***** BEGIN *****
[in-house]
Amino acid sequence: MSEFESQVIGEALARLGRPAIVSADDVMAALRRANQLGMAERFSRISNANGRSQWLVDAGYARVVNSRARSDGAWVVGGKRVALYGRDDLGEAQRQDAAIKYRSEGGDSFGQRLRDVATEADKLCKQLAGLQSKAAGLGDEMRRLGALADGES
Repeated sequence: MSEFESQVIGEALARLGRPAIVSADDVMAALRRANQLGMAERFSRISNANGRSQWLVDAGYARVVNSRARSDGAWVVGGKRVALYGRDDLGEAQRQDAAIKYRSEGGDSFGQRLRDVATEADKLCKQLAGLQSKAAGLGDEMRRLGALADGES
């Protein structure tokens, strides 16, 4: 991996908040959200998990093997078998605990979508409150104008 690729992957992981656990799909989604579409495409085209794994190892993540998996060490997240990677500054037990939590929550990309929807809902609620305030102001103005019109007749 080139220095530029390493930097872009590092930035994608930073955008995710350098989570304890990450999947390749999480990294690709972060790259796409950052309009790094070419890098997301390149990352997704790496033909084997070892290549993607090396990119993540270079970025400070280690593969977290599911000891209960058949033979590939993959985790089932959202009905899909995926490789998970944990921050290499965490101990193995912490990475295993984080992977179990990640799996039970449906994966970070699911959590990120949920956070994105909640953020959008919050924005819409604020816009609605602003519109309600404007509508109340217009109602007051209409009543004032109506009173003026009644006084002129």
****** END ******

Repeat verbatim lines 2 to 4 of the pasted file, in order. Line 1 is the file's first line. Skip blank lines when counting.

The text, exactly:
Amino acid sequence: MSEFESQVIGEALARLGRPAIVSADDVMAALRRANQLGMAERFSRISNANGRSQWLVDAGYARVVNSRARSDGAWVVGGKRVALYGRDDLGEAQRQDAAIKYRSEGGDSFGQRLRDVATEADKLCKQLAGLQSKAAGLGDEMRRLGALADGES
Repeated sequence: MSEFESQVIGEALARLGRPAIVSADDVMAALRRANQLGMAERFSRISNANGRSQWLVDAGYARVVNSRARSDGAWVVGGKRVALYGRDDLGEAQRQDAAIKYRSEGGDSFGQRLRDVATEADKLCKQLAGLQSKAAGLGDEMRRLGALADGES
């Protein structure tokens, strides 16, 4: 991996908040959200998990093997078998605990979508409150104008 690729992957992981656990799909989604579409495409085209794994190892993540998996060490997240990677500054037990939590929550990309929807809902609620305030102001103005019109007749 080139220095530029390493930097872009590092930035994608930073955008995710350098989570304890990450999947390749999480990294690709972060790259796409950052309009790094070419890098997301390149990352997704790496033909084997070892290549993607090396990119993540270079970025400070280690593969977290599911000891209960058949033979590939993959985790089932959202009905899909995926490789998970944990921050290499965490101990193995912490990475295993984080992977179990990640799996039970449906994966970070699911959590990120949920956070994105909640953020959008919050924005819409604020816009609605602003519109309600404007509508109340217009109602007051209409009543004032109506009173003026009644006084002129």